When you ask someone to characterize a micromanager, they say things like:
“He leaves me a detailed list of exactly what I have to do and how I have to do it. I have absolutely no latitude at all .”
“She sends me multiple e-mails a day, all labeled URGENT.”
“She reminds me of tasks I have to do several times a day, despite the fact that I always get them done each week.”
“He not only checks on my work, but goes to my subordinates and tries to control what they are doing.”
“Every decision I make has to be first checked with my boss for his approval.”
“I feel like I spend more time on giving updates than being able to actually get my work done.”
“No matter what I turn in, the boss finds problems with it — nitpicky problems that just demoralize me. I wonder why I bother turning anything in since she will just find something wrong with it anyway.”
“It’s in my job description to make certain decisions, but I still am told I need to check with him for approval — I feel stifled.”
“As soon as I make progress on a project, my boss pulls it back in and says he will now handle it.”
Why do micromanagers exist? Essentially, they want to be in control, yet they can’t possibly do everything, so they continually check to see if others have gotten their work done.
The downsides are the effects on morale and creativity in the workplace. Since their work will be overly reviewed and scrutinized, employees may wonder why they should bother trying hard to please. In addition, since they are tightly controlled, they may not be given chances to experiment or innovate. Thus, they will not take risks, which might be very important in some industries.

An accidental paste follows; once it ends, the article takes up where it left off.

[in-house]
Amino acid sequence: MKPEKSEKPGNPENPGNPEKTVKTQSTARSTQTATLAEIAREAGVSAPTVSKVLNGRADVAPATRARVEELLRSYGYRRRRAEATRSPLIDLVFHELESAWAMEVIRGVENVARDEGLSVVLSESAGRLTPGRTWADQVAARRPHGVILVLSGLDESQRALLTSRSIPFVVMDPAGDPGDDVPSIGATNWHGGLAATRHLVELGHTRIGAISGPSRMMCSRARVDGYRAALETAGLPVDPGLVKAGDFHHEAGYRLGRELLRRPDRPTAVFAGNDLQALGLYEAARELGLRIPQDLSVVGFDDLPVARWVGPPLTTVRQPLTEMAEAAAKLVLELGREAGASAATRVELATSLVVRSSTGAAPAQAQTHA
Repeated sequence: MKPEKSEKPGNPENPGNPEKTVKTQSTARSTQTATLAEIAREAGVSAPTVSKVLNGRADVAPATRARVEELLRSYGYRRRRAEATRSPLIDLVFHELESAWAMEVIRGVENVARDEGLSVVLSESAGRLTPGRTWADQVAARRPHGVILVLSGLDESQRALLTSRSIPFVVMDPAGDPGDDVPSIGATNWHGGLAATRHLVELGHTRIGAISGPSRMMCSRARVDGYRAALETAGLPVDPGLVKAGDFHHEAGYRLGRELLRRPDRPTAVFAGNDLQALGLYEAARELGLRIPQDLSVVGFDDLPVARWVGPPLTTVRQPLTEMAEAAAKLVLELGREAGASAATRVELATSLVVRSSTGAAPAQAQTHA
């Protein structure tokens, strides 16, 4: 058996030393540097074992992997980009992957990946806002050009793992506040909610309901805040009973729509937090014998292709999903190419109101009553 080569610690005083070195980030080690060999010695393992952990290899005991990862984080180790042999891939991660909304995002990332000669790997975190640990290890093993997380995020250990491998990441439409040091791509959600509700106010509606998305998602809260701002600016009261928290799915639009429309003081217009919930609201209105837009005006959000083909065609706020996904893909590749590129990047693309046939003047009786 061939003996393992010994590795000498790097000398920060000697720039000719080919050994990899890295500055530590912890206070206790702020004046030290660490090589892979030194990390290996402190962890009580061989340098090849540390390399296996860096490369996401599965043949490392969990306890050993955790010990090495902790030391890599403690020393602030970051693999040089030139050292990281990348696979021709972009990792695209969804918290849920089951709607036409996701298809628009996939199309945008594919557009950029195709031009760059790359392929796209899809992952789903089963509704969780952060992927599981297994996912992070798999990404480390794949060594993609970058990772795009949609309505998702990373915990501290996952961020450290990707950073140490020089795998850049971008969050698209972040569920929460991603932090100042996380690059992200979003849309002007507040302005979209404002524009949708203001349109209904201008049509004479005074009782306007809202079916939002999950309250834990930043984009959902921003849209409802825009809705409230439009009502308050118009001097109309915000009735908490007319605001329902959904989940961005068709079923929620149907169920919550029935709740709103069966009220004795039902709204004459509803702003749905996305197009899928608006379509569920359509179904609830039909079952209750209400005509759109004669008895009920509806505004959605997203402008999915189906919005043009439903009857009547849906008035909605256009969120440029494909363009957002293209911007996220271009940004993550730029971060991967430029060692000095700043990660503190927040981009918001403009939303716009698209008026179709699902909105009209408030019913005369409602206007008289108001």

If you have a micromanager for a boss, what can you do about it? There are plenty of tips:
First, think about your work. Is there anything you are doing (attitude, productivity, behaviors) that would suggest you need a manager hovering over you? Maybe you really are glossing over work and not pushing for closure on important projects or maybe your priorities are not in alignment with the boss. I say this because sometimes bosses need to be directive to help employees complete their tasks more efficiently or effectively. But being directive, while valuable, is not the same thing as being overly controlling. First, rule yourself out as the problem. Once you have carefully thought about yourself, you can decide what you might need to do to alter your own behavior.
Think about your boss’s priorities and make sure to get them done ahead of time. Then, send a note letting him or her know what you accomplished so there’s no need to check up on you.
Be a stellar performer. Micromanagers are often worried about performance, so you need to reassure them you are putting your best foot forward.
Try to understand what is motivating your boss’s behaviors and need for control. This might help you in working with him/her.
Document your work so you can point to your progress when asked by anyone.
If you think you can talk with your boss to get him/her to delegate more (and take a more hands-off approach), it is worth asking about. You could even start with smaller projects to show your successful independent work.
At the beginning of projects, it is important to talk to your boss to see how he or she will be involved. Setting expectations and role clarity can help.
If your boss ever allows you to work on projects independently, make sure to show appreciation for these opportunities.
Try not to take it personally. Of course, this is very hard to do, but it is critical for employees to not let their boss destroy their self-confidence.
Try to gain the micromanager’s trust.
Most experts do not suggest fighting the micromanager head-to-head since this can be counterproductive. Sometimes, you just have to walk away from this type of manager, especially if it is destroying your quality of life.